Wednesday, October 24, 2007

Why Keynote is Better than Powerpoint

I had the opportunity to try Apple's Keynote for a presentation where I might normally have used Powerpoint or even OpenOffice. Rather than do a lengthy review, why don't I just summarize why the results are better than I might get from Powerpoint? After all, that's the ultimate goal with presentation software -- to do something Powerpointish, but faster and/or higher quality.

Let's leave aside interface polish in the UI (the Inspector windows) and the output (slick animated transitions). I don't think those are fundamental to the results.

IMHO, the strong points for Keynote are:

The outline view with slides down the left side in filmstrip style lets you nest slides into an expanding/collapsing tree. You can see the outline showing only the major sections of a long presentation, or see all the slides, or just expand certain sections. I immediately noticed when I exported in PPT format and viewed in Powerpoint, that the equivalent view there was incredibly cluttered, with all the slides plus all the bullet points from the slides visible in a single long list. The expanding/collapsing tree let me organize the slides more easily than with Powerpoint. Nesting related slides under a "key frame" (a slide with just a giant-sized title) helped propel the actual presentation, i.e. establishing that some slides were just going to come up for a second or two, with no exposition.

The font controls lead you very gently into the habit of writing concise text, and elaborating only as needed. Let me explain what I mean. With Powerpoint, it's a race to see how many bullet points you can cram onto each slide, by resizing the text box to allow more text. The generous spacing on Keynote slides sends the subliminal message that you're only going to get a few bullets on each slide, so make the text punchier. Then, if you're desperate to fit 1-2 more lines, you can adjust the paragraph and line spacing in very small increments until the extra lines fit. The page still doesn't look cluttered, and you don't have to endlessly shrink the font into unreadability.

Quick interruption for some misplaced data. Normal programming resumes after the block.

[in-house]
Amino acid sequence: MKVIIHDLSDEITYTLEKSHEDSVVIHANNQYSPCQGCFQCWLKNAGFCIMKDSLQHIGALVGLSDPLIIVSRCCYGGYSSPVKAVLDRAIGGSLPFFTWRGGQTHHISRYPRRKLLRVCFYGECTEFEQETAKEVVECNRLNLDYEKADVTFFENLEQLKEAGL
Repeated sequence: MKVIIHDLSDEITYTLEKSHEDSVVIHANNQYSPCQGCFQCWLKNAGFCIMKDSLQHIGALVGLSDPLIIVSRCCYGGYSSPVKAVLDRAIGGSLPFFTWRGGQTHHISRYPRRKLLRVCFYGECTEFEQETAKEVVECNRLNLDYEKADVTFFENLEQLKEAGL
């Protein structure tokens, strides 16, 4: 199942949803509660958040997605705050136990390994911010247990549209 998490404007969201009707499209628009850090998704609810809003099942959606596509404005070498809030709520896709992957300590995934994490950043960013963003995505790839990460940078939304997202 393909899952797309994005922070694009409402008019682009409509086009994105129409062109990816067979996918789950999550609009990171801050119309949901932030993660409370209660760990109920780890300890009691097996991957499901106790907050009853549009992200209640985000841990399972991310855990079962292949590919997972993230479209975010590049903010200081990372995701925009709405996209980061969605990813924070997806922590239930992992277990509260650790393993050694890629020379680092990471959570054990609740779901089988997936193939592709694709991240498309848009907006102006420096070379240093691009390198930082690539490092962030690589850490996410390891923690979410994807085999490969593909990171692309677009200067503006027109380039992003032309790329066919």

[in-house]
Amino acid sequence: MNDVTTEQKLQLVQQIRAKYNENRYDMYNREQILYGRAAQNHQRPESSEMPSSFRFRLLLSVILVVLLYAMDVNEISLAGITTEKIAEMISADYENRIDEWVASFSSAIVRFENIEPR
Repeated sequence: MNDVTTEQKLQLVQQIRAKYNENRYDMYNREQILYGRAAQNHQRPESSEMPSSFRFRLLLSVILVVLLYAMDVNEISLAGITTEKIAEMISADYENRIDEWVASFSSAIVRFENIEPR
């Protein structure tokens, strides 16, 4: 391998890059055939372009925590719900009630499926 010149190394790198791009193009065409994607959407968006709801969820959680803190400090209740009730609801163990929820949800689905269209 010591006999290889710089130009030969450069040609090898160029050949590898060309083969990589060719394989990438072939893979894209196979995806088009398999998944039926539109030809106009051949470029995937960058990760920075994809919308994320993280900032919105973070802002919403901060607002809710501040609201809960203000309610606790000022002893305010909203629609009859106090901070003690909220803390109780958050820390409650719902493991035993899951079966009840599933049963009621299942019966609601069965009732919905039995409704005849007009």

The export options let you choose output formats like PPT, Quicktime movie, PDF file, individual images, even Flash. Although I didn't use these, I can see that they would be tremendously useful. I exported to PPT so my audience could view the slides with Powerpoint or OpenOffice. Depending on the context of the presentation, I might have chosen Quicktime movie or Flash, to post the presentation on the web for viewing directly in the browser.

Sunday, October 14, 2007

Learn PHP In 5 Minutes

Maybe you've noticed a theme in some of my blog posts, the idea of switching back and forth between languages, or quickly transitioning from one language to another.

Recently, I found myself writing some PHP code after a long stretch of doing nothing but Perl, Python, and Javascript. I decided to make it more challenging by writing the syntax from hazy, long-ago memory, and only looking anything up after the fact, to fix the syntax errors. That experience reinforced my feeling ever since Perl came out, that every recent language can be thought of as a series of small deltas to existing languages. (C'mon, don't tell me you didn't look at the little-used report format of Perl, and say to yourself "hey, this is straight out of COBOL!" :-)

So, here's my 5-minute quickstart for PHP. (No APIs, just basic language features.)

Semicolons are mandatory as in Perl, not optional as in Javascript.

Inclusion is via the 'require' keyword, or 'require_once' if everything is requiring everything else. What goes in the included files is flexible as in C and Perl.

Variables are done like Perl, introduced by $. Unlike Perl, arrays and hashes are also notated with $, no @ or % to be found. All subscripts are square brackets.

If, braces, for, while, arithmetic, etc. are like C, C++, Java, and Javascript. No "elsif", it's "else if". Comparison operators are == et. al.

Just to confuse you, HERE documents are introduced by a <<<, 3 instead of 2 like normal. There's a semicolon after the final HERE / EOF / END / etc., but none on the initial line.

Output is largely echo as in shell scripts. Variable interpolation the same as shell scripts and Perl, i.e., the meaning of double quotes and single quotes. String concatenation is . like in Perl, not + like in Javascript. (Use + with strings and you'll get a numeric 0 result.)

Ternary conditions require more quoting than in Javascript, if you're used to stringing together several object-detection tests in a single assignment statement.

Comments are a mishmash of several languages. /* */ like everything except Perl, // like Javascript, # like Perl.

Functions are introduced with the 'function' keyword, and parameters are named (including the $) but not typed. E.g. 'function myfunc($myparm) {...}'.

And that's it. Regular expressions, the other interesting aspect of most language syntax, are done with function-style notation, so on a technicality I don't consider them part of the 5-minute tour.